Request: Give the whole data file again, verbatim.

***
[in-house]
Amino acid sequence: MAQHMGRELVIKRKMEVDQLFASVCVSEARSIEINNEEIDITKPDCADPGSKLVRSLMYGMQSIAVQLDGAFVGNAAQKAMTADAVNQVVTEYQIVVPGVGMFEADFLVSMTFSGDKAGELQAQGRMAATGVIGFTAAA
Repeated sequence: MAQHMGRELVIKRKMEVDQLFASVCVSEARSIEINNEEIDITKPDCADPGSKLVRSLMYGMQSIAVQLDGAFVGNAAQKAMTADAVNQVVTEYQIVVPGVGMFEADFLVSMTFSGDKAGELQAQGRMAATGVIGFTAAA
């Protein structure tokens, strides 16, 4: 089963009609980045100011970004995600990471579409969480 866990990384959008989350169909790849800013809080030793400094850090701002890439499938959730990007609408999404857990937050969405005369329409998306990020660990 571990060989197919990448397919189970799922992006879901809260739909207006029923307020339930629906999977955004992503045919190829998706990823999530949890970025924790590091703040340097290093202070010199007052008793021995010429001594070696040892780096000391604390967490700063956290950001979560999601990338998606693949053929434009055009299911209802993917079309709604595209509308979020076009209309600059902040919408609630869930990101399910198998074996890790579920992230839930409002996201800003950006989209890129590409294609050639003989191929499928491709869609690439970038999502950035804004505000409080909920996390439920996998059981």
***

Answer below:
[in-house]
Amino acid sequence: MAQHMGRELVIKRKMEVDQLFASVCVSEARSIEINNEEIDITKPDCADPGSKLVRSLMYGMQSIAVQLDGAFVGNAAQKAMTADAVNQVVTEYQIVVPGVGMFEADFLVSMTFSGDKAGELQAQGRMAATGVIGFTAAA
Repeated sequence: MAQHMGRELVIKRKMEVDQLFASVCVSEARSIEINNEEIDITKPDCADPGSKLVRSLMYGMQSIAVQLDGAFVGNAAQKAMTADAVNQVVTEYQIVVPGVGMFEADFLVSMTFSGDKAGELQAQGRMAATGVIGFTAAA
């Protein structure tokens, strides 16, 4: 089963009609980045100011970004995600990471579409969480 866990990384959008989350169909790849800013809080030793400094850090701002890439499938959730990007609408999404857990937050969405005369329409998306990020660990 571990060989197919990448397919189970799922992006879901809260739909207006029923307020339930629906999977955004992503045919190829998706990823999530949890970025924790590091703040340097290093202070010199007052008793021995010429001594070696040892780096000391604390967490700063956290950001979560999601990338998606693949053929434009055009299911209802993917079309709604595209509308979020076009209309600059902040919408609630869930990101399910198998074996890790579920992230839930409002996201800003950006989209890129590409294609050639003989191929499928491709869609690439970038999502950035804004505000409080909920996390439920996998059981």